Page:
We also have some of the smartest and most committed environmental activists in the world here. The local environment pretty much demands it of a person. There's Alexandra Morton taking on the fish farms of the Broughton Archipelago. David Suzuki just keeps getting smarter and more focused. And let's be frank; who else has elected a Green to Parliament? And then there's Briony Penn.
|photo from The Province newspaper|
Island, youll know why she did it.
|Photo from findfamilyfun.com|
Despite [Ian Anderson, CEO of Kinder Morgan}'s claim to be committed to more genuine consultation, it’s not clear that he or any of his colleagues in the oil patch understand British Columbians’ deep opposition to exposing their land, rivers and sea to the risks posed by oil pipelines and tankers and our even broader concerns. Many of us are sensing that we are on the verge of environmental collapse and that any one of these major projects could put us over the edge. Gerald Amos, past chief councillor of the Kitimaat Village Council, at the end of Enbridge’s proposed pipeline between the tar sands and the coast, articulates the crucial point around consultation: “The big issue for communities—one that really hasn’t been grappled with yet—is the cumulative impact of what we call progress.”
Whether it’s Jasper grappling with the cumulative impacts of man-made corridors on wildlife populations; or Kitimaat with the rising toll of logging, mining, hydro projects and the eight proposed liquefied natural gas plants; or Victoria facing another 300 oil tankers in our waters each year to service the expanded Kinder Morgan depot, the big issue for British Columbians is not just the next big project planned, but the sum total of where we are going as a nation with our energy needs, our distribution, and the rate of exploitation.
Anderson’s speech suggested that he believes it’s a waste of time trying to educate British Columbians about the importance of the pipeline to national security, that we’re simply concerned about our own backyard. In reality, though, it’s Anderson who doesn’t understand the big picture.Read the article. Particularly if you're an Albertan--the days of blithely assuming that oil will sell, the economy will expand, and "Alberta will be the envy of the country," well, those days are over. BC is one of the reasons Harper decided to gut environmental protections in this country. We are squarely in the cross-hairs, and we know it. Ans still two thirds of BC residents are willing to flip him the bird. Harper's worried about bodies in front of bulldozers day after day on the news. He should be.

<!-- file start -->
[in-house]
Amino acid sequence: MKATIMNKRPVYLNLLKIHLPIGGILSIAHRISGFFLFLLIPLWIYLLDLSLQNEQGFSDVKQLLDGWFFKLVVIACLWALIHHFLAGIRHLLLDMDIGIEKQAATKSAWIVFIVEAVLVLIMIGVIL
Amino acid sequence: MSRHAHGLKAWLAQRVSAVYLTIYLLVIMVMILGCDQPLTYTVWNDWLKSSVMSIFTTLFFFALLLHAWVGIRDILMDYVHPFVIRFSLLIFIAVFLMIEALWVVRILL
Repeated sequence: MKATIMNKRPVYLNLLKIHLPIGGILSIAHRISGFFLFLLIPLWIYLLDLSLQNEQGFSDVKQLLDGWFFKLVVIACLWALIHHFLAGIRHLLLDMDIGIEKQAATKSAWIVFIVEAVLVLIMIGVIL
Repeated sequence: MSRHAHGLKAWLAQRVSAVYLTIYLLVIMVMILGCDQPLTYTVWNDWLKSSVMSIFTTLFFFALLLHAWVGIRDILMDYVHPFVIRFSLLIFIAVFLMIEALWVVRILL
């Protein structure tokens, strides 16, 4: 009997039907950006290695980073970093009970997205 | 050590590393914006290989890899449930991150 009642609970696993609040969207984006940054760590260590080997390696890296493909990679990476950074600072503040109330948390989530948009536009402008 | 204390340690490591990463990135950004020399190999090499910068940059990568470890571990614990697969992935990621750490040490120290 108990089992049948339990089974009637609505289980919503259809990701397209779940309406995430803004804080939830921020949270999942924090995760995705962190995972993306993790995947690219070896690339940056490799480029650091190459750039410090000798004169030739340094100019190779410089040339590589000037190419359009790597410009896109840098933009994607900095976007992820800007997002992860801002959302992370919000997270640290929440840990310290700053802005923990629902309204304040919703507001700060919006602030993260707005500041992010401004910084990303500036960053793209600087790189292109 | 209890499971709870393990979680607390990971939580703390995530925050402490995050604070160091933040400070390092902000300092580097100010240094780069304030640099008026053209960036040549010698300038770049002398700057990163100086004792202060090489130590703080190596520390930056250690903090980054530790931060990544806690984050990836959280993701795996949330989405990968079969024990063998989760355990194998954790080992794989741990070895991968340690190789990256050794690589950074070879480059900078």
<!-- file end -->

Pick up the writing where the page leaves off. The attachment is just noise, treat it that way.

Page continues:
We get it that we are moving perilously close to the straw that breaks the camel’s back. Or, more aptly, in the case of the Rockies, the mountain caribou’s back. And on the coast, the southern resident orca’s (another species at risk) back. Environmental collapse cannot be addressed with such solutions as one discussed by the Heavy Oil club: saving caribou in the tar sands by fencing them into compounds to “mitigate” their decline.
“Cumulative impact” is the scientific term for what we intuitively sense is happening to our environment. While assessing such impacts is central to environmental assessments—and true national security—in jurisdictions around the planet, Canada’s policy on such matters, unfortunately, has regressed back to the 1950s.